Sloan at Cafe Campus, Nov 27 2018

For those looking to relive the 90s, there’s no better news than a 30th anniversary performance possibly in the works of the debut album by Halifax power-pop quartet Sloan. “Four nights at the Foufounes!” bassist Chris Murphy told the crowd, before adding that he hopes to assemble the other acts that played their first Montreal show.

Murphy was joking, of course, because Sloan is nowhere close to being a nostalgia act.

A career spanning close to 30 years, Sloan is one of Canada’s most beloved rock bands. The band formed in Halifax, Nova Scotia and was the centrepiece of the city’s exploding music scene in the early 90s, which led some music journalists to dub the East coast city “Seattle North.” Sloan signed with Geffen, Nirvana’s label, for the release of their first album, Smeared. It was their second record, Twice Removed, that cemented Sloan’s power pop meets British Invasion sound, departing from their shoegaze-influenced debut. After parting with Geffen, Sloan released a slew of well-received albums and established themselves as an integral part to the story of Canadian rock music.

The CanCon veterans treated its Montreal fans to two sets, starting the show with new single “Spin Our Wheels.” With 12 records, Sloan can pull from a deep catalogue. Songs from Pretty Together, Parallel Play, and Smeared were played, even one rare B-Side, “Step On It, Jean” from Action Pact. Noticeably absent was 1998’s Navy Blues, which contains one of Sloan’s best-known songs, “Money City Maniacs.” Murphy told the audience that the band will be touring the album next year to celebrate its 20th anniversary.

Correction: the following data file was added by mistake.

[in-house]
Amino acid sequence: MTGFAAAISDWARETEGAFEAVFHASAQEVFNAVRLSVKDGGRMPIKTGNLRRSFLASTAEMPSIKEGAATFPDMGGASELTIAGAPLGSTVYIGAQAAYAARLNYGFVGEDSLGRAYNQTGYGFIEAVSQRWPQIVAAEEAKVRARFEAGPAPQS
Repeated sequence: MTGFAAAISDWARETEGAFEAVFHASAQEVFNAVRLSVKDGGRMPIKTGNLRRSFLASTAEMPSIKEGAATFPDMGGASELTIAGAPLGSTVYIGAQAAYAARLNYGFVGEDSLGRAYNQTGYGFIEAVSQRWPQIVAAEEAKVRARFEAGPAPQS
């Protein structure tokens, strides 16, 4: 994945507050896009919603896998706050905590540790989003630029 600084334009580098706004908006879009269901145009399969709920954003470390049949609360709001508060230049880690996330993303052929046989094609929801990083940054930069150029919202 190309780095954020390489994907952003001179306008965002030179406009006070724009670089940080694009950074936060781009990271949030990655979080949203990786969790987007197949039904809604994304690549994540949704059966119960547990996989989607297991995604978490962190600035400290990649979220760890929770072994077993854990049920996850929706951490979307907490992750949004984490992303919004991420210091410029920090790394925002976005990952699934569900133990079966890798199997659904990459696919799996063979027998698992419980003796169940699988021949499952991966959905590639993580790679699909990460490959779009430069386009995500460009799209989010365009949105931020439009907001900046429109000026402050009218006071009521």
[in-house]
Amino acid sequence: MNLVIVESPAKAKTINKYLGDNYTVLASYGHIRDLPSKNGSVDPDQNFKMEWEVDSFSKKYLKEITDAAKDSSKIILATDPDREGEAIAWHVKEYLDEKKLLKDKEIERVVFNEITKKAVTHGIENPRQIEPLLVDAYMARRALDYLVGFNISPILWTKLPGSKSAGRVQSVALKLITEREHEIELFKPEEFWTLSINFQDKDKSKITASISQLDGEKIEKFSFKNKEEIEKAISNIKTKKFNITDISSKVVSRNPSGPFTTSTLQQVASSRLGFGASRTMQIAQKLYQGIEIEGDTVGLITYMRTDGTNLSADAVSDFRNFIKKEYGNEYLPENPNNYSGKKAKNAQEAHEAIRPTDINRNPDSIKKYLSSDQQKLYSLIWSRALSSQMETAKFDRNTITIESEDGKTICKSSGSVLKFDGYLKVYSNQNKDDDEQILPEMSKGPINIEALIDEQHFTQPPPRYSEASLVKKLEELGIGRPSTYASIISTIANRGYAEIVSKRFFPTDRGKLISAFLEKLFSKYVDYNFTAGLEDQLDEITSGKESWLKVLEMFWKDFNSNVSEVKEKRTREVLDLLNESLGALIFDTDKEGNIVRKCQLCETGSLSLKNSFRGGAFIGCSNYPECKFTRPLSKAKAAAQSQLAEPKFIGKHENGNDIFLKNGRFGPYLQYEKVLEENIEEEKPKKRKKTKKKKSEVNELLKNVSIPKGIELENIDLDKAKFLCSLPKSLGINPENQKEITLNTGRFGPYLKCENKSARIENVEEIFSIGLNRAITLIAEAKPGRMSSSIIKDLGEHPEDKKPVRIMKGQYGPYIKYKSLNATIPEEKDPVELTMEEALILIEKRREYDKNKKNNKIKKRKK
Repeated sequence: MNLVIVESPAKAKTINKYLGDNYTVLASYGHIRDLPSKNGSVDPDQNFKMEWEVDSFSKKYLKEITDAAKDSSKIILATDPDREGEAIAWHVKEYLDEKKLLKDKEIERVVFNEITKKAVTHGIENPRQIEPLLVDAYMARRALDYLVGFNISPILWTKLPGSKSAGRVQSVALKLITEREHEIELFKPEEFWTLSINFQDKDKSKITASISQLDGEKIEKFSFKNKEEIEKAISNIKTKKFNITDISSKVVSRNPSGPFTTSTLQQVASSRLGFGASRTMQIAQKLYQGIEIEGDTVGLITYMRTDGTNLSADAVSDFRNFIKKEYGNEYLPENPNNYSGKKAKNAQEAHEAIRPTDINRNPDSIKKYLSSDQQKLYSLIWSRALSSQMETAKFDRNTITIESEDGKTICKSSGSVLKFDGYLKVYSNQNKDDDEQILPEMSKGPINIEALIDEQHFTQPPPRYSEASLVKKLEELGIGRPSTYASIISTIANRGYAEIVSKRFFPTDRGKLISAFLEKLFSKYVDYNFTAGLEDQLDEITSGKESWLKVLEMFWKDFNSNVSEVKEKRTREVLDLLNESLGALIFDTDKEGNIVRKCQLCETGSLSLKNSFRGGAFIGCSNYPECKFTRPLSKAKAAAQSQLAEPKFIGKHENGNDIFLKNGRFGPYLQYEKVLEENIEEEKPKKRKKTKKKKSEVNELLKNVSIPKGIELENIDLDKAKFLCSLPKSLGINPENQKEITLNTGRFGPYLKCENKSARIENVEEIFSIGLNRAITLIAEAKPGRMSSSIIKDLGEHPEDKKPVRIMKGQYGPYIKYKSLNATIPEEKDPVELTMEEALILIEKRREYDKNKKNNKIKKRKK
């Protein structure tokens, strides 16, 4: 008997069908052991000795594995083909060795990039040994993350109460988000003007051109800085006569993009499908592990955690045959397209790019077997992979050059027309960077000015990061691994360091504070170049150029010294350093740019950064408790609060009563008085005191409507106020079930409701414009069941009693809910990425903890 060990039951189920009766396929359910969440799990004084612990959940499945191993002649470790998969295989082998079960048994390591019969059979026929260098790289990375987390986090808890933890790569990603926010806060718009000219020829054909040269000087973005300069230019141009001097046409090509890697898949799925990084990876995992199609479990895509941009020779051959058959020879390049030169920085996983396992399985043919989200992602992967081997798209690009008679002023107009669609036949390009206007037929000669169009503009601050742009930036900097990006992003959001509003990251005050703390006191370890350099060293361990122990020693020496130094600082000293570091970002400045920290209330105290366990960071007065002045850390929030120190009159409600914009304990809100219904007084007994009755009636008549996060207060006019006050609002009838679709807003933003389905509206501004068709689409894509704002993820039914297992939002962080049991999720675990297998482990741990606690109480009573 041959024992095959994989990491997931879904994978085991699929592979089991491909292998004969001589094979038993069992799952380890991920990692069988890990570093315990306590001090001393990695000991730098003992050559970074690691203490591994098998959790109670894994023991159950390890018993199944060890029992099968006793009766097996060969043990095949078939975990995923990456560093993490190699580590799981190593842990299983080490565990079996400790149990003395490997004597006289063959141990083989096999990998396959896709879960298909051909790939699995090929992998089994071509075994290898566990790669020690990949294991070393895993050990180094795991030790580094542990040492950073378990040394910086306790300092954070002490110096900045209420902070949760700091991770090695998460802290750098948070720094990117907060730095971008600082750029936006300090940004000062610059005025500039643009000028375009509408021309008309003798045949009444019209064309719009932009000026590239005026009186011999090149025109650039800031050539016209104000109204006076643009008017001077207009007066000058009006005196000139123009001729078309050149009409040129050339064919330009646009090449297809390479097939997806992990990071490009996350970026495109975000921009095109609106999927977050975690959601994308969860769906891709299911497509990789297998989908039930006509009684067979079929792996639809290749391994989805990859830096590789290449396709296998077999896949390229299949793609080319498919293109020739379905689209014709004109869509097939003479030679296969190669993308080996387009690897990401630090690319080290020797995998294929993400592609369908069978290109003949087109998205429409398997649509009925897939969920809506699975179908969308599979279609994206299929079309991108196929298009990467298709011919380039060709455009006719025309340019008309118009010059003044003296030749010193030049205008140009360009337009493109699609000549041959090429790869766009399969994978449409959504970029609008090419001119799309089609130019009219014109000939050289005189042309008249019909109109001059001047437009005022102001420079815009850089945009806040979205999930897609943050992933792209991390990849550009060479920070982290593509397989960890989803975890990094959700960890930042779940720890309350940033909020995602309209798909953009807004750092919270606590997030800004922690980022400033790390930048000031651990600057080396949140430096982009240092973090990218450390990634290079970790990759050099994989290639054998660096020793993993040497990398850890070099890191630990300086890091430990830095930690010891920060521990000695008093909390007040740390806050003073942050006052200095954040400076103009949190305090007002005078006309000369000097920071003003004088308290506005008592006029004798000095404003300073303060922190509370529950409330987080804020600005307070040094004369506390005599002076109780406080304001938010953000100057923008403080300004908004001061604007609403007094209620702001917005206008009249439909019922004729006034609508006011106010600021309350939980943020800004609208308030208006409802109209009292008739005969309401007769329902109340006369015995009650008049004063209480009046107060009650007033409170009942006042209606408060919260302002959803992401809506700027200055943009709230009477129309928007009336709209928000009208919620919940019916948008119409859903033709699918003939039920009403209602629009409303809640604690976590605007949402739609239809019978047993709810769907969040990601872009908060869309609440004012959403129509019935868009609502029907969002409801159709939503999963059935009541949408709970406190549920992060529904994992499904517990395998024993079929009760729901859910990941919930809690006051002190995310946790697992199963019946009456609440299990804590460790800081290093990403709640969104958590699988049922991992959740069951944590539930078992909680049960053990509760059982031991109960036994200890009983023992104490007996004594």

After so many albums and tours, Sloan played nothing but a tight, solid show, save for one honest slip-up from guitarist Patrick Pentland who told the crowd the band hasn’t played a show in two months and they don’t rehearse. If that’s true, then their performance last night is even more impressive. Highlights include a blistering performance of “Underwhelmed,” one of the finest Canadian songs ever, and show closer “The Lines You Amend” off of One Chord To Another. As with any Sloan show, there was a major emphasis on audience participation, to clapping and singing along to major hits such as “The Other Man” and “Everything You’ve Done Wrong.”

Still, Sloan played most of their material from 12, their twelfth record released last April. A band with four songwriters, Sloan changed instruments twice during their two sets to let drummer Andrew Scott sing the lead on his songs. During Scott’s first time up front, he delivered a rockier rendition of his song “Gone for Good,” thanks to Murphy’s surprising mastery behind the kit. He then went immediately into fan favorite “People of the Sky,” proving to the crowd that Sloan is still as strong as they were back when that song was recorded in 1994.

Since Sloan has been around for so long, it’s easy to take them for granted. But that would be a serious mistake and it’s important that listeners take any chance they can to see them live. Here’s looking to 2019 for the Navy Blues Tour.

Francella Fiallos is CJLO's Station Manager and host of Superconnected, Monday 11:00 a.m.